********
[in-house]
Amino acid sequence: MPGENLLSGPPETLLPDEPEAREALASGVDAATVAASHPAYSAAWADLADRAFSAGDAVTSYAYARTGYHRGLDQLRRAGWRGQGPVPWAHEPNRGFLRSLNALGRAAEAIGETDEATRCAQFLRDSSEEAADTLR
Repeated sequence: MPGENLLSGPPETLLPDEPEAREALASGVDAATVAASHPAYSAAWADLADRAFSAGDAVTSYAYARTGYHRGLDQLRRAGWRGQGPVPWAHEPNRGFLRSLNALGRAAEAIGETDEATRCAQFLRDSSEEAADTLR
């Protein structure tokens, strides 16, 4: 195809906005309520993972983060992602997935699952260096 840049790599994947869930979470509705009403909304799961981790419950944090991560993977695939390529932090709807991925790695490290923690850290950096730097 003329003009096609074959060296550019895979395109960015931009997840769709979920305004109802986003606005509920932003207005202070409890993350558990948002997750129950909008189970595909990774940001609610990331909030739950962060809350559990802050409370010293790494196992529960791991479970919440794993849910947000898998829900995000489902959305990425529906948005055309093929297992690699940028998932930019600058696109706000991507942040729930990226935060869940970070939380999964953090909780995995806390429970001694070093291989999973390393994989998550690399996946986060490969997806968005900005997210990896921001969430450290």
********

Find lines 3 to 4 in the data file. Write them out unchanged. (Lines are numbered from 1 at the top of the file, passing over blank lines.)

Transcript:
Repeated sequence: MPGENLLSGPPETLLPDEPEAREALASGVDAATVAASHPAYSAAWADLADRAFSAGDAVTSYAYARTGYHRGLDQLRRAGWRGQGPVPWAHEPNRGFLRSLNALGRAAEAIGETDEATRCAQFLRDSSEEAADTLR
């Protein structure tokens, strides 16, 4: 195809906005309520993972983060992602997935699952260096 840049790599994947869930979470509705009403909304799961981790419950944090991560993977695939390529932090709807991925790695490290923690850290950096730097 003329003009096609074959060296550019895979395109960015931009997840769709979920305004109802986003606005509920932003207005202070409890993350558990948002997750129950909008189970595909990774940001609610990331909030739950962060809350559990802050409370010293790494196992529960791991479970919440794993849910947000898998829900995000489902959305990425529906948005055309093929297992690699940028998932930019600058696109706000991507942040729930990226935060869940970070939380999964953090909780995995806390429970001694070093291989999973390393994989998550690399996946986060490969997806968005900005997210990896921001969430450290």